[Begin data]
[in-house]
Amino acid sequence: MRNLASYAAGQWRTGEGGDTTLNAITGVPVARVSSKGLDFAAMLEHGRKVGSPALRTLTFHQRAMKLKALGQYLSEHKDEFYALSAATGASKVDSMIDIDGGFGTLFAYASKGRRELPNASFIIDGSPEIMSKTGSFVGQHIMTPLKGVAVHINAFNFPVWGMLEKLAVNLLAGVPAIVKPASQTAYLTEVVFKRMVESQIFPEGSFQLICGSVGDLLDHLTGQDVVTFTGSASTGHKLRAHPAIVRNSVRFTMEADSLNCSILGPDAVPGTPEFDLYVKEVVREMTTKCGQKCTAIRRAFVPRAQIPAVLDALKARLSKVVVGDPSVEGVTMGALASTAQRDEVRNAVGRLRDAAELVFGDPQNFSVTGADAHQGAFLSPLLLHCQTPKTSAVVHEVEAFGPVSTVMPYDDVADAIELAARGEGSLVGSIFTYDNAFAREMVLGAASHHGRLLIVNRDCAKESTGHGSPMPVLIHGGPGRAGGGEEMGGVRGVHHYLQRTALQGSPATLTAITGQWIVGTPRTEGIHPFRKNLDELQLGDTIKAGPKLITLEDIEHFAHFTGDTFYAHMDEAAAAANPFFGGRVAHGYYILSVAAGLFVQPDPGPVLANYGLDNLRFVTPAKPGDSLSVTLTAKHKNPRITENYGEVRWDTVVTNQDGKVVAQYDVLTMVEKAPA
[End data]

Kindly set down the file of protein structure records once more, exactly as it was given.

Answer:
[in-house]
Amino acid sequence: MRNLASYAAGQWRTGEGGDTTLNAITGVPVARVSSKGLDFAAMLEHGRKVGSPALRTLTFHQRAMKLKALGQYLSEHKDEFYALSAATGASKVDSMIDIDGGFGTLFAYASKGRRELPNASFIIDGSPEIMSKTGSFVGQHIMTPLKGVAVHINAFNFPVWGMLEKLAVNLLAGVPAIVKPASQTAYLTEVVFKRMVESQIFPEGSFQLICGSVGDLLDHLTGQDVVTFTGSASTGHKLRAHPAIVRNSVRFTMEADSLNCSILGPDAVPGTPEFDLYVKEVVREMTTKCGQKCTAIRRAFVPRAQIPAVLDALKARLSKVVVGDPSVEGVTMGALASTAQRDEVRNAVGRLRDAAELVFGDPQNFSVTGADAHQGAFLSPLLLHCQTPKTSAVVHEVEAFGPVSTVMPYDDVADAIELAARGEGSLVGSIFTYDNAFAREMVLGAASHHGRLLIVNRDCAKESTGHGSPMPVLIHGGPGRAGGGEEMGGVRGVHHYLQRTALQGSPATLTAITGQWIVGTPRTEGIHPFRKNLDELQLGDTIKAGPKLITLEDIEHFAHFTGDTFYAHMDEAAAAANPFFGGRVAHGYYILSVAAGLFVQPDPGPVLANYGLDNLRFVTPAKPGDSLSVTLTAKHKNPRITENYGEVRWDTVVTNQDGKVVAQYDVLTMVEKAPA